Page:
E. affinis, Drumm. Musc. Bor. - Am., No. 49.
Rocks and banks amongst the Rocky Mountains. (Drummond.)
(363.) E. vulgaris, Hedw.; Lesq. & James, Mosses of N. America, 181.
Alaska. (Lesq. & James.) Under ledges of limestone rocks at the Ferry Crossing opposite Belleville, Ont.; and on limestone rocks at Leamy's Lake, near Ottawa. (Macoun.)
Rocks and banks amongst mountains. (Drummond.) On rocks, Falls of Ste. Anne des Monts River, Gaspé Co., Que.; on stones along Peace River below the mouth of Smoky River; on loose stones and gravel, Cypress Hills, Alberta; crevices of rocks "Dry Canon," discharge of Devil's Lake, at Banff, Silver City, and Hector, Rocky Mountains, also in the foothills at Morley; along the Telegraph Trail near Quesnel, B.C.; on earth, rocky slopes near Kamloops, B.C. (Macoun.) Nulato. (Both. Alask.) Clavering Island, Greenland. (Fl. Gr.)
(365.) E. subspathulata, C. M. & Kindb. (n. sp.)
E. spathulala, Canadian Musci, No. 421.
Monoecious. Stem very short, about 0.5 cm. high. Leaves bright green, spathulate or Ungulate, twisting when dry, the upper spreading when moist; inner basal cells short-rectangular, smooth and hyaline, finally red-brown, the outer ones very much longer, narrower and yellowish; costa faintly reddish below, yellow above, Iong-excurrent. Capsule cylindrical, short-necked, smooth or finally furrowed when dry; peristome pale, partly incomplete and membranose, but distinct and high; calyptra small, papillose in the narrower part, yellowish-green, not covering the whole capsule, not fringed; pedicel red.
Nearly allied to E. vulgaris but it has the peristome merely present. the calyptra longer, and the upper leaves not spreading. The true E, spathulata, C. Muell., has a shorter capsule without a peristome.
Quite common on boulders on the sides of ravines near the Fraser River, below Lytton, B.C., April 17th, 1889; on earth near McLeod's Lake, B.C. Lat. 55°. June 25th, 1875. (Macoun.)
(366.) E. leiomitra, Kindb. (n. sp.)
E. rhabdocarpa, Schw. var. leiomitra, Kindb. Ott. Nat. Vol. IV. 61.
Nearly allied to E. rhabdocarpa but differing in the leaves being shorter, often sub3pathulate, with the costa vanishing at the apex, peristomial teeth nearly blunt, calyptra not papillose, the spores larger.
On rocks along the Clearwater River, Athabasca. Lat. 57°. July 11th, 1888. (J. M. Macoun.)
(367.) E. Macounii, Aust.; Lesq. & James, Mosses of N. America, 182; Canadian Musci, No. 133.
E. ciliata, Drumm. Musc. Bor. - Am., No. 50.
On rocks, Canaan Forks, Queen's Co., N.B. (J. Moser.) Crevices of rocks, Tobique River, N.B. (Hay.) On rocks along the Gaspé coast, Que.; quite common on rocks at Shannonville, and at Leamy's Lake and Rockcliffe, Ottawa;. on earth at Pelee Point, Lake Erie; and in crevices of rocks, Lake Nepigon; also abundant on rocks at Fort Chipwcyan, Lake Athabasca; also on rocks at Hector, Rocky Mountains; on rocks, Deer Park, Lower Arrow Lake; on rocks at Stewart's Lake Mountain, B.C.; quite common on damp rocks at Agassiz, Cache Creek and Sicamous, B.C.; very abundant on rocks at Departure Bay and Victoria, Vancouver Island. (Macoun.) Rocks and banks amongst the Rocky Mountains. (Drummond.) Ounalaska and Kadiak Islands, Behring Sea, 1891. (J. M. Macoun.) Rocky ledges, Mount McKay, near Fort William and Kakabeka Falls, Lake Superior. (Mrs. Gr. E. Britton.) Greenland. (Fl. Gr.)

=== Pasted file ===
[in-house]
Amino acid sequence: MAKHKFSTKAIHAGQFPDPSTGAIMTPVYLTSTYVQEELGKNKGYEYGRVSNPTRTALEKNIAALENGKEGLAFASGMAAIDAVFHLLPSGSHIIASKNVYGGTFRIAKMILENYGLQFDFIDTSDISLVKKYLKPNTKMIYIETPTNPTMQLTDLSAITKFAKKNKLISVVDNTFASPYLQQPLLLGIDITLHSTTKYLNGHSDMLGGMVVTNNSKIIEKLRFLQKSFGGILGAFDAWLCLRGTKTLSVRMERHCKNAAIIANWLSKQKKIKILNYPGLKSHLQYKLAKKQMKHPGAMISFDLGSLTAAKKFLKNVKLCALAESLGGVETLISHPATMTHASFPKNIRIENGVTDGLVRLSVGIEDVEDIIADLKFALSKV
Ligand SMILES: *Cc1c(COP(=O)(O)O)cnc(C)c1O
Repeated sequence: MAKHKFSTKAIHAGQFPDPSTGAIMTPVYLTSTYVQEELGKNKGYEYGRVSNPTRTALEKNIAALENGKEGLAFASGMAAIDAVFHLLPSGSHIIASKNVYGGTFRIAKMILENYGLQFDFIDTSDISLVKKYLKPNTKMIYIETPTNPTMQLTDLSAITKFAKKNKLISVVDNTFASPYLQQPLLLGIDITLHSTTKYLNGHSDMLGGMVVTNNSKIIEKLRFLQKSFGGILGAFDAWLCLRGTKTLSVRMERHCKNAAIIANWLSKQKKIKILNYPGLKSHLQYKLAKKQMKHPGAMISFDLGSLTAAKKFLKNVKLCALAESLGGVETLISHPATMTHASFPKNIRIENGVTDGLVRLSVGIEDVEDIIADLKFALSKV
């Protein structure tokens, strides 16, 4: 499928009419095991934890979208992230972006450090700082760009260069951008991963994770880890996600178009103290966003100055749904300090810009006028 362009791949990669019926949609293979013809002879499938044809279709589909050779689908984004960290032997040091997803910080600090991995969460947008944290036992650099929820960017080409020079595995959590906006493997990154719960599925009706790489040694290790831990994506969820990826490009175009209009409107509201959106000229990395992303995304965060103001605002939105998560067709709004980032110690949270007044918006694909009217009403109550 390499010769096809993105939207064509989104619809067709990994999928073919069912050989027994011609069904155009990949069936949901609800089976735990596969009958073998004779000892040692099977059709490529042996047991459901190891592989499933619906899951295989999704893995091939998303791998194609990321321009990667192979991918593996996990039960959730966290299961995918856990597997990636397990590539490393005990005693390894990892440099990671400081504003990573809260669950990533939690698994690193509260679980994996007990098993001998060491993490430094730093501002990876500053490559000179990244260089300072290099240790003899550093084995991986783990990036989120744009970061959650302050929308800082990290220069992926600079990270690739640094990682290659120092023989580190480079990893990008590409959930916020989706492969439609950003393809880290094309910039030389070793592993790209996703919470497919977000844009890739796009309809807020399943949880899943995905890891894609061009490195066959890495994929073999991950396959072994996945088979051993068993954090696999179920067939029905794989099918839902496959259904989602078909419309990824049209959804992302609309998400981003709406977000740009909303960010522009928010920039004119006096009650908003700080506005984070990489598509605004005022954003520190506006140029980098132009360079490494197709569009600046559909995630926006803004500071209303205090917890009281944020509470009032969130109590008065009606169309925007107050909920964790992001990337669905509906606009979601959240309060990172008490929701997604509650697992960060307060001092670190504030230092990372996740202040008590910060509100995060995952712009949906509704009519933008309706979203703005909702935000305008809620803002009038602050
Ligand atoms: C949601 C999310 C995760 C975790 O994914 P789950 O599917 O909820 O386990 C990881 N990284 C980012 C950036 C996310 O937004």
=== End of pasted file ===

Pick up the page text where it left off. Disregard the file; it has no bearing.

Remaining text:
(368.) E, ciliata, Hedw.; Lesq. & James, Mosses of N. America, 182 Canadian Musci, No. 132.
Encalypta ciliata, Hedw., and E. Macounii, Aust., are very difficult to distinguish apart. The descriptions of the best authors are also not consistent. Schimper in synops. muscor. Europ. p. 343, says: "Peri-stomiumsiccitate capsulam horizontaliter claudens, humiditate patens;" Braithwaite, Brit. Moss-flora, p. 283, "peristome when dry horizontally closing the capsule, patent when moist;" Lesq, & James, Mosses of N. America, p. 182, "peristome spreading when dry;" Boulay, Muscinées de la France, p. 314, "dents du peristome dresseées a l'état sec, inflechies en voûte surbaissée a l'état humidc." It is probable that the authors are confounding both species, also occurring in Europe. E. ciliata. is principally found growing in the lower mountain districts. E. Macounii seems to be an alpine species also collected by Kindberg in the Norwegian,Alps and considered as a new species, E. borealis, Kindb.
Laubm. Schwed. & Norweg., but exactly agreeing with the original specimens of E. Macounii sent by Prof. Macoun. The description, made by Austin, cited by Lesq. & James, is, however, not completely exact: "calyptra densely papillose, pedicel reddish, papillose, the leaves muticous;" such characters are not to be found, the calyptra and the yellow pedicel are nearly smooth as in the true E. citiata, to which the descriptions of the peristome by Schimper and Braithwaite probably belong. The descriptions by Lesq. & James and Boulay could partly be referred to E. Macounii, although all authors agree in the description of the capsule of E. ciliata,"without a distinct collum"; E. Macounii has a distinct collum and the margin of the leaves distinctly reflexed. I possess no specimens of the true E. ciliata from North America. It may not occur there.
(369.) E. leiocarpa, Kindb. Bull. Torr. Bot. Club. XVII. 273.
Monoecious. Stem 3-4 cm. high, dichotomously branched, radiculose. Leaves erect-patent, Ungulate, faintly revolute nearly all around, without a hair-point; the lower decolorate brown, subacute, incurved; the comal larger, green, obtuse, slightly twisted; basal cells hyaline, the marginal very papillose; costa faintly papillose, not excurrent, in the lower leaves brown, in the comal green or reddish at the base. Perigonial leaves with a short thick tip. Capsule straight, smooth, cylindric with a short apophysis; peristome simple, orange; pedicel red; calyptra papillose all around, not fringed.